"The 25th Annual Putnam County Spelling Bee" pits youngster against youngster in a battle of words in the ISU Theatre Department’s newest production. [/raw]
Can you spell ‘deliteful?’ Er, we mean, ‘delightful?’
It’s the best way to describe ISU Theatre’s production, “The 25th Annual Putnam County Spelling Bee,” a show featuring six honest youngsters vying for the chance to become the next Champion of the Bee.
Presented by the Iowa State University Department of Music and Theatre, an academic unit in the College of Liberal Arts and Sciences, the musical tells the story of cocky returning champ, Chip, lisping Logainne, aspiring Leaf, socially-challenged Barfee, self-assured Marcy, timid Olive, and Mitch – the Bee’s bad boy. Each long for the sky-high trophy that sits atop the moderators’ desk, although only one of them will take home the prize.
(Watch a video preview of the show here:)
Post by Iowa State University – College of Liberal Arts and Sciences.
Joseph Smith, a senior in performing arts, plays William Barfee, a basement-dwelling, science-loving, socially awkward 12-year-old who can’t be bothered by mindless chit-chat with other contestants. Barfee (it’s Bar-FAY, not Bar-FEE, but he’ll be first to correct your pronunciation) is completely focused on the competition at hand.
“When playing a kid, you have to be really open so their vulnerability shows through,” Smith said. “It’s really a combined effort between the whole cast – we all work together so we can be convincing as kids – in our walking, talking, singing – everything.”
That’s what the show boils down to: a peek into the sincerity and insecurity of a child as they claw for something they want. Laced with comedy and wit – such as when Logainne asks that strabismus be used in a sentence and, in a helpful, cheerful tone, the moderator replies: “In the schoolyard, Billy protested that he wasn’t cockeyed. ‘I suffer from strabismus,’ he said, whereupon the bullies beat him harder” – the show tugs at heartstrings as the crowd roots for and laughs at each competitor.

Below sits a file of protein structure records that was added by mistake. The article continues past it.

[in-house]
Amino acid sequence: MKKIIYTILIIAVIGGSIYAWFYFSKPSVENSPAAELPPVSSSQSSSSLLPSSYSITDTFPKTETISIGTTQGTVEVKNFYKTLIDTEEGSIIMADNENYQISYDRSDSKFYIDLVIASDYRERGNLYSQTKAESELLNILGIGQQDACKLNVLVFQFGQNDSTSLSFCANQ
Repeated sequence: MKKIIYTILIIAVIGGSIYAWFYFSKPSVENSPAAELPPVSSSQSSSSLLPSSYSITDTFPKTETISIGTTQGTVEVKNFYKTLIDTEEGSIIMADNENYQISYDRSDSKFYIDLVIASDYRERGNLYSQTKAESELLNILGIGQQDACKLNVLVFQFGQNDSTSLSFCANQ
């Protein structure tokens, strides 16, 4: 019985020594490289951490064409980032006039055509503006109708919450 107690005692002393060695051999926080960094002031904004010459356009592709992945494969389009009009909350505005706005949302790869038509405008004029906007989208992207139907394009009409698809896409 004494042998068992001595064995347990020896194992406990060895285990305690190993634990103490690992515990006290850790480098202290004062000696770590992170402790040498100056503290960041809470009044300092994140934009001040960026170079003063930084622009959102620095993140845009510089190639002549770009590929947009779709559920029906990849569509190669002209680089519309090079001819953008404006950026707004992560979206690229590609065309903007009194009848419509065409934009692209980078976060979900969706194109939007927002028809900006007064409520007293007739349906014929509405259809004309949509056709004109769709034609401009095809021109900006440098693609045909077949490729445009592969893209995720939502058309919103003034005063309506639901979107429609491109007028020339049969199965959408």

Cassilyn Ostrander, a junior in psychology and performing arts, plays the youngest contestant, Logainne, who Ostrander describes as “the most enthusiastic, politically-minded, stressed little girl.” Logainne, who is trying with all her might to please her two overbearing gay fathers, speaks with a lisp but also with confidence. In her pigtails and argyle sweater, she belts out the spelling of her first word, strabismus.
“I love Logainne’s character and I just knew she would fit me,” Ostrander said of auditioning for the part. “I’m a lot like her.”
Christopher Culver, a freshman in vocal performance, brings a bit of attitude to the show. Playing Mitch Mahoney, an ex-con who is performing community service at the Bee, Culver is challenged to play the convincing role of a tough guy – the kind of guy that scares the smarts out of nerds like those competing in the Bee.
“Mitch is a big, intimidating guy,” he said, donning a black leather jacket and slicked back hair. “Which, clearly, I am not.”
Culver didn’t let minor details, like lacking natural brawn, stand in his way during auditions. A lover of the stage and all its possibilities, he looked at the role as a challenge.
“I love being on stage,” he said. “I love the performance aspect and I really believe that theater is the most effective way to change the world. It’s a beautiful way to evoke emotion and it gets people to feel something they may not have otherwise. With Mitch, this is another opportunity for me to get up there and do that.”
The show also encourages crowd participation, and before the show three audience members are invited up on stage to “compete” in the Bee. Who will win and how low will they stoop to do it? Well, we won’t spell it out for you.
-30- [php]view_las_blurb();[/php] Jess Guess, Liberal Arts and Sciences Communications, (515) 294-9906 (firstname.lastname@example.org)